It sits beneath a dust cover in the back of a hangar in Hullavington, UK. James Dyson’s billion-dollar folly is an SUV with seven seats, sleek styling, some beautiful interior design quirks, a claimed range of 965km and no viable business case.
“Electric cars are very expensive to make. The battery, battery management, electronics and cooling are much more expensive than an internal combustion engine,” Dyson told the Financial Times, rueing the fact that the car would need to retail at $300,000 in order to break even.
At that price point, it would be hopelessly undercut by its rivals.
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The three-year development project, which employed 500 workers was quietly shelved last October. What went wrong?
Others “are making huge losses on every electric car they sell”, said Dyson.
“They’re doing it because it lowers their average CO2 and NO2 emissions overall, helping them to comply with EU legislation.
“I don’t have a fleet. I’ve got to make a profit on each car or I’d jeopardise the whole company ... it was too risky.”
Elon Musk understands those risks better than most.
In twelve years of selling electric cars, Tesla has never made an annual profit. It ended 2019 with a A$1.3bn loss, which is good compared to its two previous years.
But even before coronavirus halted the Fremont lines, Musk had acknowledged that “we’re not too worried about demand. We’re worried about production.”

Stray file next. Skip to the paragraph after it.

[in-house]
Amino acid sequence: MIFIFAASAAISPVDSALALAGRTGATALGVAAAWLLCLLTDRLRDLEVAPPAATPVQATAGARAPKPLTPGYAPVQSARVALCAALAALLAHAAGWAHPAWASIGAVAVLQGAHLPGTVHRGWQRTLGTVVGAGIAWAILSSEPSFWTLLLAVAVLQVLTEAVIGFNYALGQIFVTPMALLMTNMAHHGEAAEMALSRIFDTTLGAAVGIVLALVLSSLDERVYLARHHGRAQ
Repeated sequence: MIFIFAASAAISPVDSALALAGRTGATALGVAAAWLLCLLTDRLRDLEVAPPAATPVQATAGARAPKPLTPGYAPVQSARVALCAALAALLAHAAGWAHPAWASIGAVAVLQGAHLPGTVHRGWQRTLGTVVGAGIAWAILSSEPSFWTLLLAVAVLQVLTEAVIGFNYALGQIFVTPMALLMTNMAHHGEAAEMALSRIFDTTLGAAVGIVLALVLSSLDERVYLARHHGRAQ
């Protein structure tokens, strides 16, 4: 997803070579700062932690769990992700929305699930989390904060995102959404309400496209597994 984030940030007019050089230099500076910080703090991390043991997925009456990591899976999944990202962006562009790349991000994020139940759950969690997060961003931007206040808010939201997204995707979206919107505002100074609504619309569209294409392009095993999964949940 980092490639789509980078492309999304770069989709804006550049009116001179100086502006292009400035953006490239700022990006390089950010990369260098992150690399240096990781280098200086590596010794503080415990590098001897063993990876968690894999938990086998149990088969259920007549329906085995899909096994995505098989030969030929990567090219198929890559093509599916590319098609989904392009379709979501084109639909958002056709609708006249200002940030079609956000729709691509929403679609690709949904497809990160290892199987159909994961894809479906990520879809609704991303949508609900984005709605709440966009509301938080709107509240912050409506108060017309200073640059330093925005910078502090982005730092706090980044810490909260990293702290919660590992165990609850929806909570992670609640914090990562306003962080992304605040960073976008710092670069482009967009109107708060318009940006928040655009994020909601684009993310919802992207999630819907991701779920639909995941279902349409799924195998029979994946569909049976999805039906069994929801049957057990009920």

So are the ‘legacy manufacturers’ really underwriting EV costs with the sales of internal combustion-engined cars as Dyson claims?
If they are, it’s not a durable strategy.
In September of last year, Daimler’s development chief Markus Schafer said that “there are no new plans for further ICE development.”
That draws a line in the sand when its EVs need to pay back.
Even with subsidies, it’s hard to make anything with a battery stack up on the balance sheet. One German premium manufacturer confided to Wheels that the cost of building a plug-in hybrid version of a model is double that of building a conventional ICE version.
Volkswagen’s broad strategy of custom EV platforms could see it become the first global auto manufacturer to make EVs profitable.
A report by Swiss investment bank UBS points to VW’s EV line being in the black from 2022.
It’ll need to kick some A$54bn worth of development budget into the group’s coffers, repaying a line of EVs across its mass market brands. It’ll be a stretch.
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The three hurdles for electric vehicles to overcome
- Changing the buyer focus away from cost per kilometre and towards overall richness of ownership experience.
- In 2010 batteries cost $1100/kWh. In 2019, $156. The magic $100 breakover point is predicted for 2024.
- US consultants McKinsey crunched the numbers and could only see profits with decontented dedicated EV platforms.